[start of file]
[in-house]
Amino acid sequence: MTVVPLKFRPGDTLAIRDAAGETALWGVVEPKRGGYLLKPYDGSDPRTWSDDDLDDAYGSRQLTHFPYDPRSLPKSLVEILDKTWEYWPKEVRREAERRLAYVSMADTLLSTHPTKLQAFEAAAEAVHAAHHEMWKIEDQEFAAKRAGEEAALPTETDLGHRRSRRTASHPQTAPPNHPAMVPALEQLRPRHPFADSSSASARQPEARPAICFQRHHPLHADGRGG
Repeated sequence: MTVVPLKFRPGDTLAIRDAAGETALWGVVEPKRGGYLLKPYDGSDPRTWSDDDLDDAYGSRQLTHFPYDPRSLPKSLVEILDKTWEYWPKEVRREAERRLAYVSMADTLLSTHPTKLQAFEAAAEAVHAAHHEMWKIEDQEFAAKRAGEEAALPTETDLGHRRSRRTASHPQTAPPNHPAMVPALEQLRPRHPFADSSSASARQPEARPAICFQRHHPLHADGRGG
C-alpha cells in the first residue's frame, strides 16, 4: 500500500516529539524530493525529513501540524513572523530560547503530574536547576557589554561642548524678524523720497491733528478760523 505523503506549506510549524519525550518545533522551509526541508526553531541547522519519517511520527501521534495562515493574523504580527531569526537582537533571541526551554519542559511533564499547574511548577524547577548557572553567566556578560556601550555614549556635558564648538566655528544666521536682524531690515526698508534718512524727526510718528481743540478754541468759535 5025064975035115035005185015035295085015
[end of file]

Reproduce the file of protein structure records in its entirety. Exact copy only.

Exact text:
[in-house]
Amino acid sequence: MTVVPLKFRPGDTLAIRDAAGETALWGVVEPKRGGYLLKPYDGSDPRTWSDDDLDDAYGSRQLTHFPYDPRSLPKSLVEILDKTWEYWPKEVRREAERRLAYVSMADTLLSTHPTKLQAFEAAAEAVHAAHHEMWKIEDQEFAAKRAGEEAALPTETDLGHRRSRRTASHPQTAPPNHPAMVPALEQLRPRHPFADSSSASARQPEARPAICFQRHHPLHADGRGG
Repeated sequence: MTVVPLKFRPGDTLAIRDAAGETALWGVVEPKRGGYLLKPYDGSDPRTWSDDDLDDAYGSRQLTHFPYDPRSLPKSLVEILDKTWEYWPKEVRREAERRLAYVSMADTLLSTHPTKLQAFEAAAEAVHAAHHEMWKIEDQEFAAKRAGEEAALPTETDLGHRRSRRTASHPQTAPPNHPAMVPALEQLRPRHPFADSSSASARQPEARPAICFQRHHPLHADGRGG
C-alpha cells in the first residue's frame, strides 16, 4: 500500500516529539524530493525529513501540524513572523530560547503530574536547576557589554561642548524678524523720497491733528478760523 505523503506549506510549524519525550518545533522551509526541508526553531541547522519519517511520527501521534495562515493574523504580527531569526537582537533571541526551554519542559511533564499547574511548577524547577548557572553567566556578560556601550555614549556635558564648538566655528544666521536682524531690515526698508534718512524727526510718528481743540478754541468759535 5025064975035115035005185015035295085015